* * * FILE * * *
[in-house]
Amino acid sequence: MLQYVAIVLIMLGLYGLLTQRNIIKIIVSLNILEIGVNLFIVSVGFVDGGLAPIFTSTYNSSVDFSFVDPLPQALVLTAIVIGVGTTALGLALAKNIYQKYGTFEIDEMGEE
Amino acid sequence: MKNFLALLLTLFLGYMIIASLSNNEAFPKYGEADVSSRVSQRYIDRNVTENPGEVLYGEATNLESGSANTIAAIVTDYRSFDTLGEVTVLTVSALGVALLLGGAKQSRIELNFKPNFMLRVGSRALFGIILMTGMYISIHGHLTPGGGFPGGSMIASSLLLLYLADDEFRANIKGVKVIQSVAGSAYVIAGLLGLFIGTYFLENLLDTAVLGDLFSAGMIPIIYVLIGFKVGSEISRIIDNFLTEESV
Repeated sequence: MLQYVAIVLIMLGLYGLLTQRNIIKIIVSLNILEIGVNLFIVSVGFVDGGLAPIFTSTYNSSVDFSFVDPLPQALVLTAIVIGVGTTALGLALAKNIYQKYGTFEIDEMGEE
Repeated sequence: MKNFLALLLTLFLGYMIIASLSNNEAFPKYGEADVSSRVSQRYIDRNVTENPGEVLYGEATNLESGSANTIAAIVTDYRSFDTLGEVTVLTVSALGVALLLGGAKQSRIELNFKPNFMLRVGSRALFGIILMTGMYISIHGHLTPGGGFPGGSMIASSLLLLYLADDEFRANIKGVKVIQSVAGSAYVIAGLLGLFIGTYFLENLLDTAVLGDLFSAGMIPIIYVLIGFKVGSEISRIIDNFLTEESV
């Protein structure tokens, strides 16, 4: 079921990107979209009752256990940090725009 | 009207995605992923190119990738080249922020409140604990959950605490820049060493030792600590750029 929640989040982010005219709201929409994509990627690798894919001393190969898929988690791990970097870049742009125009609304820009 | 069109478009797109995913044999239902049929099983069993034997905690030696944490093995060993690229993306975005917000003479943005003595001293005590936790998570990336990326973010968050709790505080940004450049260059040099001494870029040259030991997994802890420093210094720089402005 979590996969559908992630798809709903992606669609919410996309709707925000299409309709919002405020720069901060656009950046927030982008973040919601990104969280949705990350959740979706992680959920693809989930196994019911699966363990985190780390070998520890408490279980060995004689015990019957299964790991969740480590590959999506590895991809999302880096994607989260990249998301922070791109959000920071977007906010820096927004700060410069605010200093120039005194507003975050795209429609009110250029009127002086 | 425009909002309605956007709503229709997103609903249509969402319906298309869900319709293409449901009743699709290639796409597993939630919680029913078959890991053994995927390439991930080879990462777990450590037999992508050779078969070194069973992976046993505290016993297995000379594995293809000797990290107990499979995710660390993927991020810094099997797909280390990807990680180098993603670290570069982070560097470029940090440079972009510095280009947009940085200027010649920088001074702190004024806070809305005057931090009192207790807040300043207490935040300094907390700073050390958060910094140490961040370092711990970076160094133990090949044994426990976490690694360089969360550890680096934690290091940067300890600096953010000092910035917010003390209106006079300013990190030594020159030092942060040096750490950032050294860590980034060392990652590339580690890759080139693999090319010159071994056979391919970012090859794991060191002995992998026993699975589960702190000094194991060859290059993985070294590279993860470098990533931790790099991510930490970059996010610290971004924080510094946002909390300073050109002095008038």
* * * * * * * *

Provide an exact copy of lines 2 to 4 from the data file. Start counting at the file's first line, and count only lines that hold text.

Amino acid sequence: MLQYVAIVLIMLGLYGLLTQRNIIKIIVSLNILEIGVNLFIVSVGFVDGGLAPIFTSTYNSSVDFSFVDPLPQALVLTAIVIGVGTTALGLALAKNIYQKYGTFEIDEMGEE
Amino acid sequence: MKNFLALLLTLFLGYMIIASLSNNEAFPKYGEADVSSRVSQRYIDRNVTENPGEVLYGEATNLESGSANTIAAIVTDYRSFDTLGEVTVLTVSALGVALLLGGAKQSRIELNFKPNFMLRVGSRALFGIILMTGMYISIHGHLTPGGGFPGGSMIASSLLLLYLADDEFRANIKGVKVIQSVAGSAYVIAGLLGLFIGTYFLENLLDTAVLGDLFSAGMIPIIYVLIGFKVGSEISRIIDNFLTEESV
Repeated sequence: MLQYVAIVLIMLGLYGLLTQRNIIKIIVSLNILEIGVNLFIVSVGFVDGGLAPIFTSTYNSSVDFSFVDPLPQALVLTAIVIGVGTTALGLALAKNIYQKYGTFEIDEMGEE